• Access to recycling systems. The biggest factor on whether the package can be recycled? Access! As Scott points out, if Natalie doesn’t have access to a program that accepts these materials, she can’t recycle the package even if it was designed for recyclability.

So what’s the verdict — can Natalie recycle her blueberry package? Listen to the podcast to find out!

What Hurdles Stand in the Way of Effective Plastic Recycling?

The packaging industry is making great strides toward a more sustainable future. However, there are still barriers to effective recycling. Natalie brings a shocking statistic: according to the World Economic Forum, plastics were recycled at a rate of 5–6% in 2021. So what’s holding us back?

Scott brings up an interesting point: the statistics that we often hear about the rate of recycling count the production and import of all plastics, whether they are used for food packaging or more long-term solutions like car parts. “So, while we should absolutely be recycling storage totes, car bumpers, yogurt packages, water bottles, everything — it's not necessarily [a fair comparison]. Plastics used in packaging are recycled at a rate closer to 15–20%, which still isn't good, but better. Overall, we’re not great at putting recyclable materials in the right bin. Part of that is due to access, but plastic packaging — for good or bad — isn't that much worse than any other packaging on the market.”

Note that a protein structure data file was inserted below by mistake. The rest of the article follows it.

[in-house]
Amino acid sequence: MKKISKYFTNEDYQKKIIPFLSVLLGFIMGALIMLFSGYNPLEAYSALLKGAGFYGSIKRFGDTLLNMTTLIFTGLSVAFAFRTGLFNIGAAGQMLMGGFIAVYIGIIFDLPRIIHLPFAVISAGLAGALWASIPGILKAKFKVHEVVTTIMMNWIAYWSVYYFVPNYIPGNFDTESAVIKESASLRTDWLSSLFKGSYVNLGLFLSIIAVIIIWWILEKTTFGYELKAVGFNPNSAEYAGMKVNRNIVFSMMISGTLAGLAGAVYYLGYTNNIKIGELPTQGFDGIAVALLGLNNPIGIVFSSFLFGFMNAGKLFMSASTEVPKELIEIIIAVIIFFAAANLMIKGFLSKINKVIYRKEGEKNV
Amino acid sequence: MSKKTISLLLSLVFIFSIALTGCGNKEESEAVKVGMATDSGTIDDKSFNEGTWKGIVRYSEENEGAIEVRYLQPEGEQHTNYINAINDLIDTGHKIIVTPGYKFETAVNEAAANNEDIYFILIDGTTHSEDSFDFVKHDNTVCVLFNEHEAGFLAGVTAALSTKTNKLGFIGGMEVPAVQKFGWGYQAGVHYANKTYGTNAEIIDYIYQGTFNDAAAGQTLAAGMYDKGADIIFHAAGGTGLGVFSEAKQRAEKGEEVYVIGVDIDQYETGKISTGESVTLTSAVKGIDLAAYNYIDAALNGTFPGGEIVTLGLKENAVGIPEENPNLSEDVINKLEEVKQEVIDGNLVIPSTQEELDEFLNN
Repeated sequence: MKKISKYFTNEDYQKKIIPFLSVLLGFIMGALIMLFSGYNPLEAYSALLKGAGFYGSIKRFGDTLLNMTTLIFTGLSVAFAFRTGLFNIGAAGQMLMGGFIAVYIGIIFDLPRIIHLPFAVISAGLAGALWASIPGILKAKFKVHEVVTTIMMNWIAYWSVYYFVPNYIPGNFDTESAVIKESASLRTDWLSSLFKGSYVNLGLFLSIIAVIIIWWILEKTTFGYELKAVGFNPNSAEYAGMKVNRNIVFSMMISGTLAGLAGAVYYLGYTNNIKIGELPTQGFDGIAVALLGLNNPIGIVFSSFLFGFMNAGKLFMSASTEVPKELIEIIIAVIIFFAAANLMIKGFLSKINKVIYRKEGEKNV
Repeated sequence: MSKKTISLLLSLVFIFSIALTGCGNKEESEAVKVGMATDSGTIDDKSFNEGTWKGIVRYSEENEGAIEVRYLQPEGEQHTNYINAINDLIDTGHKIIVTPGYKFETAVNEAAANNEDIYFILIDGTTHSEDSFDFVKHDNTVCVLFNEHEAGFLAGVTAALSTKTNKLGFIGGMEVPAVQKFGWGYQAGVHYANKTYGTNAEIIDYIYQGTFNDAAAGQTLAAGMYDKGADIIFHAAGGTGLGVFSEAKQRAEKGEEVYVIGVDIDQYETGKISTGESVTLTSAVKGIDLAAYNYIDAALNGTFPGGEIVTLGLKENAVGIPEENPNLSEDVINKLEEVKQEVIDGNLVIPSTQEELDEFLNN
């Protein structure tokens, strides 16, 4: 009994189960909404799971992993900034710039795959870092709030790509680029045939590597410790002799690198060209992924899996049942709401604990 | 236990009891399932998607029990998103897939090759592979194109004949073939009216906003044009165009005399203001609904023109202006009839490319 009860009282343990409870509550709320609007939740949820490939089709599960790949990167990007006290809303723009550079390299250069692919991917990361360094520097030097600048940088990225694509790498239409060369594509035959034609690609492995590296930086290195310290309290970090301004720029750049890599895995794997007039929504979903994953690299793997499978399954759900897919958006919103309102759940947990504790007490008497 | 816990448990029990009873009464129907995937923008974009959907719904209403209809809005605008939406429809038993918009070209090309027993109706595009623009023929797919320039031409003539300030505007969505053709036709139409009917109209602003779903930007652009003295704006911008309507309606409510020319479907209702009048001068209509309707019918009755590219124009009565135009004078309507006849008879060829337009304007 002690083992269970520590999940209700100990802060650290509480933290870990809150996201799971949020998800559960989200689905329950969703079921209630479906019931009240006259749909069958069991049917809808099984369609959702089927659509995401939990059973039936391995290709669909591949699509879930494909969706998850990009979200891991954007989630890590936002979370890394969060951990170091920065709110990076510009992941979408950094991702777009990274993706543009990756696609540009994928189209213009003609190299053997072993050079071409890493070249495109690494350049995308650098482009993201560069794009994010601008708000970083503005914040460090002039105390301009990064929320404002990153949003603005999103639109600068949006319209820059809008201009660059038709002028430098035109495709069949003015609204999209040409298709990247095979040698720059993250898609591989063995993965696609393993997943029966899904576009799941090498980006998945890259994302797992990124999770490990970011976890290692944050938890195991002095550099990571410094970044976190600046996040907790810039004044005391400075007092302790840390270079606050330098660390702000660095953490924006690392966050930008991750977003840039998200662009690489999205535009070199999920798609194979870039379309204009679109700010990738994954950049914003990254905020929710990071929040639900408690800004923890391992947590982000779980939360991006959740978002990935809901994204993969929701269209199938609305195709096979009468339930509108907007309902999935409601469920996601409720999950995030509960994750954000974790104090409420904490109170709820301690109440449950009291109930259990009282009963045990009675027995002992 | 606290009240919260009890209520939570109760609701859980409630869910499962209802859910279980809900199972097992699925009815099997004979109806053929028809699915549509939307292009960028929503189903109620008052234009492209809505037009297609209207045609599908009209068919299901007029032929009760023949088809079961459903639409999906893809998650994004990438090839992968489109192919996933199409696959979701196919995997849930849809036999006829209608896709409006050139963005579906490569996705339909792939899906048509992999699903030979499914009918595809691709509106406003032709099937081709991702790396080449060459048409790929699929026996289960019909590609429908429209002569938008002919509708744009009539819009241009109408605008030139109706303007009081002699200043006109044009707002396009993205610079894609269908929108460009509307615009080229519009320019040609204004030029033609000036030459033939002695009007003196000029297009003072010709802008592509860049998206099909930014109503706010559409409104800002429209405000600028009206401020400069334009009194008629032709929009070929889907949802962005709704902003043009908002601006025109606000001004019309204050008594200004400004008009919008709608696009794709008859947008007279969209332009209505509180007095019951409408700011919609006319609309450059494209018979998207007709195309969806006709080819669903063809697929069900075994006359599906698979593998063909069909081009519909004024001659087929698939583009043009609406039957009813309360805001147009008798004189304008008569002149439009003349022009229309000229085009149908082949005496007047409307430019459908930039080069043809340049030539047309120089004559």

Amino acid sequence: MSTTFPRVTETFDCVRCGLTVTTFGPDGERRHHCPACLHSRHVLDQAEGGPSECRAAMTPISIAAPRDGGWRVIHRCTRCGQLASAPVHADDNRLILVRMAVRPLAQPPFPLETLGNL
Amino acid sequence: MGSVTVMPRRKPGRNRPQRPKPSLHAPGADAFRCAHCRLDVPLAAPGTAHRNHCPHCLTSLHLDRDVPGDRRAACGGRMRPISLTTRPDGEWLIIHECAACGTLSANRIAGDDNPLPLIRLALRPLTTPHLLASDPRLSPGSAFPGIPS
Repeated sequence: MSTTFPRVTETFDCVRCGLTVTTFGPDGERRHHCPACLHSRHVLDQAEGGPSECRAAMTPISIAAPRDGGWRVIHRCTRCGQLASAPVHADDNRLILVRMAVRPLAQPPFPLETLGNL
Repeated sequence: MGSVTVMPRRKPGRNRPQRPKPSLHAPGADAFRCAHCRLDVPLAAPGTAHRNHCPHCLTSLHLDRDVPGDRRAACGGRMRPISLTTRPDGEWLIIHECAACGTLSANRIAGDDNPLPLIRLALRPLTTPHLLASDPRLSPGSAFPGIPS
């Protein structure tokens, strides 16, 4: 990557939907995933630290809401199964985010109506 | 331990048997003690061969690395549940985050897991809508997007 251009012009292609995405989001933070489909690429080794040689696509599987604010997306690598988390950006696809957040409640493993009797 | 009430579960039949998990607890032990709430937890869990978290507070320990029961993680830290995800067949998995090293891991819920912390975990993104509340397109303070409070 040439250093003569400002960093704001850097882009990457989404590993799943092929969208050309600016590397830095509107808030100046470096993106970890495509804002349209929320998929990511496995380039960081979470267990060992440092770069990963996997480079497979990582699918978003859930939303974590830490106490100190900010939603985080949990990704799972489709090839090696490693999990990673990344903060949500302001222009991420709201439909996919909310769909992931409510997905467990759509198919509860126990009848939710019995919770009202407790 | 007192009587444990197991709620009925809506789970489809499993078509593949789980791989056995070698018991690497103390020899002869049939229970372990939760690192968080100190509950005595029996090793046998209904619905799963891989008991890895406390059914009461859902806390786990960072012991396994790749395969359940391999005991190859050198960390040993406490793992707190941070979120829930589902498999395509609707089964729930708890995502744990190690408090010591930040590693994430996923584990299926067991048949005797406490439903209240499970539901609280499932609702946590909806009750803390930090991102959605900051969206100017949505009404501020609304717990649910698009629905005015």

And while the picture might not be as bleak as it is often painted to be, Jonathan does point out that it can still be quite complicated to address. “I think that it's further complicated with maybe some of the problematic materials components that we're also dealing with that make things quite complex, depending on whatever the format is. And each of them has their challenges. So how do we then simplify and improve the systems?”

The Importance of Education and Design in Reducing Food Packaging Waste

So where do we begin? All our hosts agree that it starts with one key piece: education. In fact, Jonathan and Mike point out they’ve been lucky enough to receive some key education from Scott himself — they recently attended a training session that Scott ran, explaining the recycling guidelines put out by the APR.